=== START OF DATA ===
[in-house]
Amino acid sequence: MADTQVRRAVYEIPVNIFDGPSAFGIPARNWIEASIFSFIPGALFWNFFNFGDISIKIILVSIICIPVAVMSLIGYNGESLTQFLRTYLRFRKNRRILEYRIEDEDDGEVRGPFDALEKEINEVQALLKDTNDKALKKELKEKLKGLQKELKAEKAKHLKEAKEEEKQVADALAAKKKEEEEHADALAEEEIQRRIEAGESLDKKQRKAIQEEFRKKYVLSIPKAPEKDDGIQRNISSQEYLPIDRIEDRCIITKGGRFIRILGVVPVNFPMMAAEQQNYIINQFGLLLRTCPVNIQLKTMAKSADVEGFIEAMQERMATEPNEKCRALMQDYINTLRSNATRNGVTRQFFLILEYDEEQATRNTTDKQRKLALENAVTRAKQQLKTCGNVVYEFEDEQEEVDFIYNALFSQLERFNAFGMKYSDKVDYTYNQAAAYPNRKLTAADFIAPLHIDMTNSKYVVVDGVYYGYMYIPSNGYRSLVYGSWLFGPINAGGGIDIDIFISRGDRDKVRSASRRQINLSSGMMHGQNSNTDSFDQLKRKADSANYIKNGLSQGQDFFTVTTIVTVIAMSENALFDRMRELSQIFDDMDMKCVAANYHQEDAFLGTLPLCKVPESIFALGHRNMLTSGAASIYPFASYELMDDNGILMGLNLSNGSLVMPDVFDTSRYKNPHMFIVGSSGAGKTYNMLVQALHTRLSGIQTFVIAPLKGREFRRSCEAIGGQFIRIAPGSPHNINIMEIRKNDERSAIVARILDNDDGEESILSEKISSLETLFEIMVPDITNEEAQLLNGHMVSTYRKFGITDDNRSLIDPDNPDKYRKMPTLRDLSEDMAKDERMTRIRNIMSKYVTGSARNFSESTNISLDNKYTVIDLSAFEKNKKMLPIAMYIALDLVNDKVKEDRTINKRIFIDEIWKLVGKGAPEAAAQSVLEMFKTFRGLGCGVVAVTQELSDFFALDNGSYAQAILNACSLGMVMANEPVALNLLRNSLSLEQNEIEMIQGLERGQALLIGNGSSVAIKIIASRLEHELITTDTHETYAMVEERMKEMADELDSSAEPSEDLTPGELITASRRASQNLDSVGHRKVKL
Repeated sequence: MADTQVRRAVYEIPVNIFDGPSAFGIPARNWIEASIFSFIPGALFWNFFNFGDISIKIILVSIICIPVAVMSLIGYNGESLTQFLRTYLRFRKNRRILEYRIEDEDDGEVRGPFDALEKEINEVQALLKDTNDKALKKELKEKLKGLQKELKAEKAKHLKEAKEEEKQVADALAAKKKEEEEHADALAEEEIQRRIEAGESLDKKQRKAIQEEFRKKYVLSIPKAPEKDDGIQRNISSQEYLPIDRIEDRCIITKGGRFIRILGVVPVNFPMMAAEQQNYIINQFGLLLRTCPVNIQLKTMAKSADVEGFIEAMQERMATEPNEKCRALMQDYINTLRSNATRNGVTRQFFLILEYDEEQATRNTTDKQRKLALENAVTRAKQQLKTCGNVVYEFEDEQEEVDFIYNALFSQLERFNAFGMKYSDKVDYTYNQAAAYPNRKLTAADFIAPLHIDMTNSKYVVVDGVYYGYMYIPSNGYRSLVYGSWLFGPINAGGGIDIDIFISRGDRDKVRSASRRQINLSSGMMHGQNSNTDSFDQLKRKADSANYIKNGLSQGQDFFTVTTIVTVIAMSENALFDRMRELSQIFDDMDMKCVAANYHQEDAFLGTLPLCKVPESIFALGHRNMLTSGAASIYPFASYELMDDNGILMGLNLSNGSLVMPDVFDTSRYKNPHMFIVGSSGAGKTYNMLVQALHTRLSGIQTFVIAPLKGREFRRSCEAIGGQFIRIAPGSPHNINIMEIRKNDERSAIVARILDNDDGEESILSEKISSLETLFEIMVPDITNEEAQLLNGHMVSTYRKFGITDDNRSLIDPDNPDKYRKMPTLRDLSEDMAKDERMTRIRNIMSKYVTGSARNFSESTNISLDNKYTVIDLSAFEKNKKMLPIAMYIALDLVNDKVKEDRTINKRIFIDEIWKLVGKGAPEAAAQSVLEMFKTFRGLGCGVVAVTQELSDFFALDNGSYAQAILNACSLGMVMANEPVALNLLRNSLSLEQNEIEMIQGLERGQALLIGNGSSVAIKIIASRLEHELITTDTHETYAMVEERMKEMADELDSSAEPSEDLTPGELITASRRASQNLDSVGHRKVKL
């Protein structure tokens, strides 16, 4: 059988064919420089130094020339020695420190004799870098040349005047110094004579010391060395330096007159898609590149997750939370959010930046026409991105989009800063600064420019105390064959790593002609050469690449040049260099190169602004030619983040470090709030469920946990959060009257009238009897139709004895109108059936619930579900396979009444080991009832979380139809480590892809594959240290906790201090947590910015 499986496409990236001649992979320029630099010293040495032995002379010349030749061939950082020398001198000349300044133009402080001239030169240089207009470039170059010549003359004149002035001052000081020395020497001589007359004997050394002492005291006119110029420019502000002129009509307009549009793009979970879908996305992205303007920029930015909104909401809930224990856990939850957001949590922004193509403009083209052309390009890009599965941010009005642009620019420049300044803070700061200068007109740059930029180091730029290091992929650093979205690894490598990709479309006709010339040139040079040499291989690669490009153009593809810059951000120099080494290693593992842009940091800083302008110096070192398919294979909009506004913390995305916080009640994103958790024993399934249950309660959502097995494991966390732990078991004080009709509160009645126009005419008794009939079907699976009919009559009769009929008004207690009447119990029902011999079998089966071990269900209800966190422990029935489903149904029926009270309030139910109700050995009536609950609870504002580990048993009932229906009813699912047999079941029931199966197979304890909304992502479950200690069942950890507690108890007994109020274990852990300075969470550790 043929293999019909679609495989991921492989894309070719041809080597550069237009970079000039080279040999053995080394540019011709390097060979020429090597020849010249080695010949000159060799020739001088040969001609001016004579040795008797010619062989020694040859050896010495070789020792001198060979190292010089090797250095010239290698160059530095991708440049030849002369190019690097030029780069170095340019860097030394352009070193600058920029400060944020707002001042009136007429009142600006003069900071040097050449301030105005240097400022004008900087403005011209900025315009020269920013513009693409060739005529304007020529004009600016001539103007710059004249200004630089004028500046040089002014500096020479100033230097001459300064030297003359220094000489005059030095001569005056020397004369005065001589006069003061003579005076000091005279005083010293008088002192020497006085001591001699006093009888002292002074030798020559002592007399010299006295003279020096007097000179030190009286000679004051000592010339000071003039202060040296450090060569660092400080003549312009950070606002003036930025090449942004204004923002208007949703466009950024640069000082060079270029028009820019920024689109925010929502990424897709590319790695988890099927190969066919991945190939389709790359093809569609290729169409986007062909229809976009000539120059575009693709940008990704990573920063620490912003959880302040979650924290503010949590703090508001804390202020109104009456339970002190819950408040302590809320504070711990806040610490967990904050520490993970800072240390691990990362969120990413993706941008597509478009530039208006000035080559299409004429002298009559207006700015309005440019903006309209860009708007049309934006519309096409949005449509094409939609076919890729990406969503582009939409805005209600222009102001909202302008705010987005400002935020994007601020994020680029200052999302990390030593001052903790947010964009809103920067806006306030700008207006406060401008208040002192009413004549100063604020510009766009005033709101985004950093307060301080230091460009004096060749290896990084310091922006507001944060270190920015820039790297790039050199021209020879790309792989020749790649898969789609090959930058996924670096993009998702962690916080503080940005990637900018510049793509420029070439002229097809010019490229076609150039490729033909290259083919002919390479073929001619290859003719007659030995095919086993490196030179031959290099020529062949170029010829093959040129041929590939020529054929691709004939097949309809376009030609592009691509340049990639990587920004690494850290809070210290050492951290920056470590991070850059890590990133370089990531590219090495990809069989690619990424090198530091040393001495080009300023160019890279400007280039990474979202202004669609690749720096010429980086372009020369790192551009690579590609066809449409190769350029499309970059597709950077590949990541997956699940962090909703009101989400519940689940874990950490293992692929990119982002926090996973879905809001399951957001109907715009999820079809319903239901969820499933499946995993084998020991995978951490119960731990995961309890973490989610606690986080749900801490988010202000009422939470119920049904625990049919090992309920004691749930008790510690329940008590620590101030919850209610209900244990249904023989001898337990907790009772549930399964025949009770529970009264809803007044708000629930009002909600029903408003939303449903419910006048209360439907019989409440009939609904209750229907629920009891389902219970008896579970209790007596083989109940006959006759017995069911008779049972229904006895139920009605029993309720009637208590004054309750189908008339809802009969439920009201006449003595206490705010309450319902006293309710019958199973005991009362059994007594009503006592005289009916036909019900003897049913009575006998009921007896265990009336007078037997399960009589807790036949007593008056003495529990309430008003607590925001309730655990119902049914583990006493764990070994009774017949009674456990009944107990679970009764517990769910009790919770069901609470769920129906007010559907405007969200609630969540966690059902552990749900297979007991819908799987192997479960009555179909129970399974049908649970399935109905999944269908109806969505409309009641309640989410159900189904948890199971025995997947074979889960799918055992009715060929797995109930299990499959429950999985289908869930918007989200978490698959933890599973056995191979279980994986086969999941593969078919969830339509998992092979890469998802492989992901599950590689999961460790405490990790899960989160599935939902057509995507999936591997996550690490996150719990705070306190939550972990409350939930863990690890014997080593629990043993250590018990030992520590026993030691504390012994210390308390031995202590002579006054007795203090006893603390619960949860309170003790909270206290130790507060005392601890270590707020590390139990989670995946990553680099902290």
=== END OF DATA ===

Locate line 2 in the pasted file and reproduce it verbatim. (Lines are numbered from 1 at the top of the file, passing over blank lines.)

Amino acid sequence: MADTQVRRAVYEIPVNIFDGPSAFGIPARNWIEASIFSFIPGALFWNFFNFGDISIKIILVSIICIPVAVMSLIGYNGESLTQFLRTYLRFRKNRRILEYRIEDEDDGEVRGPFDALEKEINEVQALLKDTNDKALKKELKEKLKGLQKELKAEKAKHLKEAKEEEKQVADALAAKKKEEEEHADALAEEEIQRRIEAGESLDKKQRKAIQEEFRKKYVLSIPKAPEKDDGIQRNISSQEYLPIDRIEDRCIITKGGRFIRILGVVPVNFPMMAAEQQNYIINQFGLLLRTCPVNIQLKTMAKSADVEGFIEAMQERMATEPNEKCRALMQDYINTLRSNATRNGVTRQFFLILEYDEEQATRNTTDKQRKLALENAVTRAKQQLKTCGNVVYEFEDEQEEVDFIYNALFSQLERFNAFGMKYSDKVDYTYNQAAAYPNRKLTAADFIAPLHIDMTNSKYVVVDGVYYGYMYIPSNGYRSLVYGSWLFGPINAGGGIDIDIFISRGDRDKVRSASRRQINLSSGMMHGQNSNTDSFDQLKRKADSANYIKNGLSQGQDFFTVTTIVTVIAMSENALFDRMRELSQIFDDMDMKCVAANYHQEDAFLGTLPLCKVPESIFALGHRNMLTSGAASIYPFASYELMDDNGILMGLNLSNGSLVMPDVFDTSRYKNPHMFIVGSSGAGKTYNMLVQALHTRLSGIQTFVIAPLKGREFRRSCEAIGGQFIRIAPGSPHNINIMEIRKNDERSAIVARILDNDDGEESILSEKISSLETLFEIMVPDITNEEAQLLNGHMVSTYRKFGITDDNRSLIDPDNPDKYRKMPTLRDLSEDMAKDERMTRIRNIMSKYVTGSARNFSESTNISLDNKYTVIDLSAFEKNKKMLPIAMYIALDLVNDKVKEDRTINKRIFIDEIWKLVGKGAPEAAAQSVLEMFKTFRGLGCGVVAVTQELSDFFALDNGSYAQAILNACSLGMVMANEPVALNLLRNSLSLEQNEIEMIQGLERGQALLIGNGSSVAIKIIASRLEHELITTDTHETYAMVEERMKEMADELDSSAEPSEDLTPGELITASRRASQNLDSVGHRKVKL